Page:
The warning bells started ringing as early as January. Water utility companies, Blantyre Water Board (BWB) and Lilongwe Water Board (LWB) would fail to meet the demand for water in their cities if there were no interventions to increase supply in the near future.
Former LWB chief executive officer Engineer Alfonso Chikuni last January cautioned that his organisation would struggle to continue supplying water to the city because there had not been any significant investment to increase water production to match the growing demand.
He said at the time: “The 2018 population for Lilongwe City is 1.2 million, according to National Statistical Office [NSO], and it is projected to grow to 3.8 million by 2045. The corresponding potable water demand for the city is estimated at 130 000 cubic metres a day against the installed production capacity of 125 000 cubic metres a day.
“However, nominal production has significantly reduced due to poor raw water quality in Lilongwe River while demand is expected to increase to 189 000 cubic metres a day in 2025 and 325 000 cubic metres a day in 2045.”
Chikuni expressed optimism that the Salima-Lilongwe Project would ease the city’s water supply constraints once completed.
Similarly, BWB chief executive officer Engineer Dan Chaweza said on the side lines of a World Water Day pre-event in Blantyre that the water utility company would have a 14 000 cubic metre shortfall even after the commissioning of the Likhubula Water Project.
The project is set to increase water supply in Blantyre City and surrounding areas using gravitation force to push water to Nguludi Pumping Station in Chiradzulu to areas such as the Malawi University of Science and Technology (Must) in Thyolo, Bangwe Township, part of Limbe central business district and Mapanga.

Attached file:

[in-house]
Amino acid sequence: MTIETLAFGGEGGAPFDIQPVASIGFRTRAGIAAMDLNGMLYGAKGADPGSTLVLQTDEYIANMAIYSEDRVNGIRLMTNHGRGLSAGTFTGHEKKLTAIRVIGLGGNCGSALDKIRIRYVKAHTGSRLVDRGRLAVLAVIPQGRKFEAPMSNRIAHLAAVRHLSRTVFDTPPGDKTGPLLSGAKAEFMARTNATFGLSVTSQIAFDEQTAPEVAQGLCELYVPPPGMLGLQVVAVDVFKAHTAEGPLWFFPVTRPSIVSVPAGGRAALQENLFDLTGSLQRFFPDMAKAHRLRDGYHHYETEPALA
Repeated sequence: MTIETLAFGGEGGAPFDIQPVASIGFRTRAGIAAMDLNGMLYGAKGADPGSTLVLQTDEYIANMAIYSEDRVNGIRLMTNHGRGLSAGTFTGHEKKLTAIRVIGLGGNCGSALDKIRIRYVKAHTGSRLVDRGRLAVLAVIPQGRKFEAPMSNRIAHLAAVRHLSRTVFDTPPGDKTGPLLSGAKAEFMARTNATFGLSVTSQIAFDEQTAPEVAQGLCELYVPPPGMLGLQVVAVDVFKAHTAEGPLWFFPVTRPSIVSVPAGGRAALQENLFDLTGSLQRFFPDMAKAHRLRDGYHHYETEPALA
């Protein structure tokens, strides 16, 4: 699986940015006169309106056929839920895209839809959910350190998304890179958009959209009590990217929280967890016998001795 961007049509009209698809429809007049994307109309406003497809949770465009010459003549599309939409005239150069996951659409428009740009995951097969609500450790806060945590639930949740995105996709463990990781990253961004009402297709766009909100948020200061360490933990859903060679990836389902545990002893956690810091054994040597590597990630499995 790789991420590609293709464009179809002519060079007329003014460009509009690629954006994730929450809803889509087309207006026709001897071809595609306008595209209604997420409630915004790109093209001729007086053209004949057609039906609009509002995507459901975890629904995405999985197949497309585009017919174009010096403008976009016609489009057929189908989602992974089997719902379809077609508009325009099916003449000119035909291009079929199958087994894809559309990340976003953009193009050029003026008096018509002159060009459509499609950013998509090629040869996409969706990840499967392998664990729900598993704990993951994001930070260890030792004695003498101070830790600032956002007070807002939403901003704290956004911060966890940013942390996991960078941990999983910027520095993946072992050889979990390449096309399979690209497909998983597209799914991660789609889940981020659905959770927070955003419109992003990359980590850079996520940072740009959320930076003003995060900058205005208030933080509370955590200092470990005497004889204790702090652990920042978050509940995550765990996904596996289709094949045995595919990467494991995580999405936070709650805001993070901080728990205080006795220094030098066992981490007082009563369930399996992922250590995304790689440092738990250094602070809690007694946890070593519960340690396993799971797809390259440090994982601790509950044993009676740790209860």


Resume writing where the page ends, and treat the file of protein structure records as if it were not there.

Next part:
He said: “We are making progress. Currently, we are at about 95 percent completion so in the next two weeks or so, it will be done and we will be commissioning it. Through our estimates, we know that the demand for Blantyre is about 120 000 cubic metres per day. We will be having a shortfall of 14 000 cubic metres.”
However, the projects to increase water supply to the two major cities have been marred by a series of disruptions including; government’s failure to identify financiers, legal disputes between government and contractors, unpaid bills and floods.
Problems with the construction of the Salima-Lilongwe Project began as early as March when government and Khato Civils, the contractor identified to develop the project, failed to agree on terms of the loan agreement.
Former minister of Finance, Economic Planning and Development Goodall Gondwe terminated Capital Hill’s agreement with Trissag Espanola of South Africa, a financier identified by Khato Civils, over differences in terms of payments.
He said in an earlier interview: “Some terms in the contract were not appropriate. I cannot explain everything, but it [the deal] was supposed to be concessionary, with a grant element, which we discovered was not there.”